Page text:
Quotable Quotes for A.A. History Lovers

Dick B.


Dale Mitchel, who wrote the biography of Bill Wilson’s doctor, William D. Silkworth, M.D.,



During his third visit to Towns Hospital, Bill [Wilson] had a discussion with Dr. Silkworth on the subject of the “Great Physician.” . . . . In fact, Bill Wilson himself wrote that he had thought about this discussion before he decided to check himself into Towns for the last time. . . . Wilson wrote: “Alcoholism took longer to kill, but the result was the same. Yes, if there was any Great Physician that could cure the alcohol sickness, I’d better find him now, at once” See Dale Mitchel, Silkworth The Little Doctor Who Loved Drunks: The Biography of William Duncan Silkworth, M.D. (Center City, MN: Hazelden, 2002), 44.


Silkworth has not been given the appropriate credit for his position on a spiritual conversion, particularly as it may relate to true Christian benefits. Several sources, including Norman Vincent Peale in his book The Positive Power of Jesus Christ, agree that it was Dr. Silkworth who used the term “The Great Physician” to explain the need in recovery for a relationship with Jesus Christ. If true, this reference to Jesus has all but been eliminated from Alcoholics Anonymous history. In the formation of A.A., Wilson initially insisted on references to God and Jesus, as well as the Great Physician. See Mitchel, Silkworth, 50.


Bill Wilson said: “Henrietta, the Lord has been so wonderful to me, curing me of this terrible disease, that I just want to keep talking about it and telling people” See Alcoholics Anonymous, 4th ed., page 191.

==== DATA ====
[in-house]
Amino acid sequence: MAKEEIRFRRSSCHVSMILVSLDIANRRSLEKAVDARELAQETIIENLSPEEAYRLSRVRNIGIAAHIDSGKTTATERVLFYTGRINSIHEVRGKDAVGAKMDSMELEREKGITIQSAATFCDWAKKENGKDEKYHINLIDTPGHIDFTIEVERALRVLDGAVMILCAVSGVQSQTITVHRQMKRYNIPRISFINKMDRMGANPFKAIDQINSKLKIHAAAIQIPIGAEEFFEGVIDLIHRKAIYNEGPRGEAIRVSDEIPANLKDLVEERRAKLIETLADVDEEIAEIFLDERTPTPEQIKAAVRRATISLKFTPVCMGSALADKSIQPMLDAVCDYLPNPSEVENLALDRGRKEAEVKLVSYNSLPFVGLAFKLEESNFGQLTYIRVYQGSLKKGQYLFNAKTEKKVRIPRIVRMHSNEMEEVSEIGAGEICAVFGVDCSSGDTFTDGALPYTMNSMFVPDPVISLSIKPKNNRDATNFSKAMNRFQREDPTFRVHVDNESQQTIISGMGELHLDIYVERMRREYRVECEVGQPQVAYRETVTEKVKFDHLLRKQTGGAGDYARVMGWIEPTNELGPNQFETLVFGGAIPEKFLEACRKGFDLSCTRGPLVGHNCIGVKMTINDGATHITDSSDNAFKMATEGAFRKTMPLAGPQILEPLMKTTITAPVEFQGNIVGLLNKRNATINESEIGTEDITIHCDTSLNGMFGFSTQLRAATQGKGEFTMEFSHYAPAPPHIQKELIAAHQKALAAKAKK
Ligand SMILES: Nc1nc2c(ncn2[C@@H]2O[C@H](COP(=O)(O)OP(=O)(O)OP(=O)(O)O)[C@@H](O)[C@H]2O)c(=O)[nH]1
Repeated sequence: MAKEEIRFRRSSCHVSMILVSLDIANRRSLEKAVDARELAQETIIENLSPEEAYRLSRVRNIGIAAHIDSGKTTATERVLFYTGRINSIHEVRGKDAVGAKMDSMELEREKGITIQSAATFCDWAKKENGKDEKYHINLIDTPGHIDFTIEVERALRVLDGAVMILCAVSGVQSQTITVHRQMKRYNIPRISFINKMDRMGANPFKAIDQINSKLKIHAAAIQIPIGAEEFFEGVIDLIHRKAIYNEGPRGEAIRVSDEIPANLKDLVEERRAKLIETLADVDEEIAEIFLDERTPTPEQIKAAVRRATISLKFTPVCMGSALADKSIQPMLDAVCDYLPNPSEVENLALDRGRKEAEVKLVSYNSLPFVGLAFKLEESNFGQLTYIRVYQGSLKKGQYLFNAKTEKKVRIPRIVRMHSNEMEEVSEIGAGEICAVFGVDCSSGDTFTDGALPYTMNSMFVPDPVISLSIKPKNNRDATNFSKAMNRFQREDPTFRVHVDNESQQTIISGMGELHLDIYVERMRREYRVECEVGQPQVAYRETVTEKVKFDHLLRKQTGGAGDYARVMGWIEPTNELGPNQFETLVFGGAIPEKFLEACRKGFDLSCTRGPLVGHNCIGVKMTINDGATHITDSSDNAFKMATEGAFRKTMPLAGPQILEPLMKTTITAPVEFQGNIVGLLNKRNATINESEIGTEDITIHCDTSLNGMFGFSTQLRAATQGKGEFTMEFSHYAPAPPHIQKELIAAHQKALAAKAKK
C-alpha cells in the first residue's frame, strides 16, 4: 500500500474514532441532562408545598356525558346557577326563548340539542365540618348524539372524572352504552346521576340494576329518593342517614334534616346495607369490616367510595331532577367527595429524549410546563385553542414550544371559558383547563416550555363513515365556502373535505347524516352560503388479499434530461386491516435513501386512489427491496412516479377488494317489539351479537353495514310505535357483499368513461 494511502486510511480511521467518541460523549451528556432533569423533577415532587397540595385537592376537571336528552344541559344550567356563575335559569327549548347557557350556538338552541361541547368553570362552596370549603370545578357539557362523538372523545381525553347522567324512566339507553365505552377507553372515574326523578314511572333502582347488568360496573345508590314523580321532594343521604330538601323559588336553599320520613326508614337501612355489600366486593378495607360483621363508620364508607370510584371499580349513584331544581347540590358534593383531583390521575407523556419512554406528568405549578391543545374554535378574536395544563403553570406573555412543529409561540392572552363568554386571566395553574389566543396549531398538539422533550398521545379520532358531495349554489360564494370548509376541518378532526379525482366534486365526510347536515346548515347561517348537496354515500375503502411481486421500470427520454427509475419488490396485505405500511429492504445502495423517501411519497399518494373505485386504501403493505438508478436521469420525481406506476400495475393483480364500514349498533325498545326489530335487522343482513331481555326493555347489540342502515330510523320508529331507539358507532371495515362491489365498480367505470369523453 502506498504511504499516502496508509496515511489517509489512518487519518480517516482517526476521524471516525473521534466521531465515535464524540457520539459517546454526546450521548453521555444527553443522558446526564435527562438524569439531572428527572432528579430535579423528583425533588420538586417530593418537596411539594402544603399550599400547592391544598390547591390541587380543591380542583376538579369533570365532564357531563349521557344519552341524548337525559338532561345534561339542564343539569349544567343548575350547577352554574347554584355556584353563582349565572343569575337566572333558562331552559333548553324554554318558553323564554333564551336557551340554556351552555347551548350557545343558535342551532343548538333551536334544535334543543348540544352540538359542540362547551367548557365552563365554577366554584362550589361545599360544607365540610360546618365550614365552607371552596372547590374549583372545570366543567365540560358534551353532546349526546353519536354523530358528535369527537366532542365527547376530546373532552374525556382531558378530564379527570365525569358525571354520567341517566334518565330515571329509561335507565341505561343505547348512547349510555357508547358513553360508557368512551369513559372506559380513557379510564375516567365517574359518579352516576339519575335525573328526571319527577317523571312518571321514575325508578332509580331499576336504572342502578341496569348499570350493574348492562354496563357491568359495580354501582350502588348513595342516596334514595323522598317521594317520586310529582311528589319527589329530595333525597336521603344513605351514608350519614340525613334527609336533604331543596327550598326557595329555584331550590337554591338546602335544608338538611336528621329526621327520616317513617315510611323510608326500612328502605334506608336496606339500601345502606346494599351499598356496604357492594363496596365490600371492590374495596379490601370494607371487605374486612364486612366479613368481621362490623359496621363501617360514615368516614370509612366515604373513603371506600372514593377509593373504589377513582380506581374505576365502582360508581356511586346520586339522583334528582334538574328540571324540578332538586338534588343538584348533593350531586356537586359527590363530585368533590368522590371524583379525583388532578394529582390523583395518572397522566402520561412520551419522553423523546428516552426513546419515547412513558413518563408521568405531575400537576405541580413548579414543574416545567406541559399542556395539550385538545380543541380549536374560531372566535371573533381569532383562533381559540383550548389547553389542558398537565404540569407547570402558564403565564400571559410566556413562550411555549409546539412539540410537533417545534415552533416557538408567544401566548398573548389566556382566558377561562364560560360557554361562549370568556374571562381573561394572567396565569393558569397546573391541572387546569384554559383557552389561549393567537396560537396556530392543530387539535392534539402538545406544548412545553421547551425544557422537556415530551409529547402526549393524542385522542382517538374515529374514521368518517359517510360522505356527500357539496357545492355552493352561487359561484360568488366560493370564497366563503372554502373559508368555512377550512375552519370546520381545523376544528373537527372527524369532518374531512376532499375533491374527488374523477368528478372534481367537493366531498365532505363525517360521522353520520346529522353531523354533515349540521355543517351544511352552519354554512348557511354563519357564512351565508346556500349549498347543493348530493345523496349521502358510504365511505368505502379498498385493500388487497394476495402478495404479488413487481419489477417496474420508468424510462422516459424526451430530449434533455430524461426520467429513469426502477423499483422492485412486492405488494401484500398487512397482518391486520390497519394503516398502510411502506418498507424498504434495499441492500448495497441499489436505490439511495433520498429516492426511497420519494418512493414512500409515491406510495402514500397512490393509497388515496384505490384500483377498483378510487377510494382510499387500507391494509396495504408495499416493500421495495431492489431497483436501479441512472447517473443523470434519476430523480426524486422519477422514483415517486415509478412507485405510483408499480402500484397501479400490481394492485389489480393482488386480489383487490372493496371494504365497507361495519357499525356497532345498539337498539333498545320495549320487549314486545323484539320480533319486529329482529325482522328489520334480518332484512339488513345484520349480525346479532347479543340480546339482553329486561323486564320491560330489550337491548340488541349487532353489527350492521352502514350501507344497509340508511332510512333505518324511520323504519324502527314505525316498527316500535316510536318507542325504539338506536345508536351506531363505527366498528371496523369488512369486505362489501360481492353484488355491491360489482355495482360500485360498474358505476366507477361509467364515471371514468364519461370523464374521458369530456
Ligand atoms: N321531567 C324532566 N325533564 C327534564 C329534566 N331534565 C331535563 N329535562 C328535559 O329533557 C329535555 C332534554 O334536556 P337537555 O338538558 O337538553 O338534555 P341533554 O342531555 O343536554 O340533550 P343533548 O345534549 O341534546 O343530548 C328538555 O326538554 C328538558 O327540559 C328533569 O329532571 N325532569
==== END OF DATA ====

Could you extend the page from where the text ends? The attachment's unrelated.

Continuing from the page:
Dr. Bob Smith said: “It is a most wonderful blessing to be relieved of the terrible curse with which I was afflicted. . . . Your Heavenly Father will never let you down!” Alcoholics Anonymous, 4th ed., pages 180-81.


A.A. Number Three Bill Dotson said: “That sentence, ‘The Lord has been so wonderful to me, curing me of this terrible disease, that I just want to keep telling people about it,’ has been a sort of golden text for the A.A. program and for me.” Alcoholics Anonymous, 4th ed., page 191.


Mitchell K., who wrote a biography of Clarence H. Snyder {who founded A.A. in Cleveland in 1939), stated: “Clarence was ‘called on the carpet’ numerous times for using of his full name wherever he went. Some of his programs and flyers said, ‘Clarence Snyder of Alcoholics Anonymous will speak on this new cure for alcoholism.’ These even listed Clarence’s place of work so people could contact him.” See Mitchell K., How It Worked: The Story of Clarence H. Snyder and the Early Days of Alcoholics Anonymous in Cleveland, Ohio (NY: Washingtonville, AA Big Book Study Group, 1999), 171.


www.dickb.com; dickb@dickb.com




Dick B. is a writer, historian, retired attorney, Bible student, CDAAC, and an active and recovered A.A. member. He has published 42 titles and over 560 articles on A.A. History and the Christian Recovery Movement.

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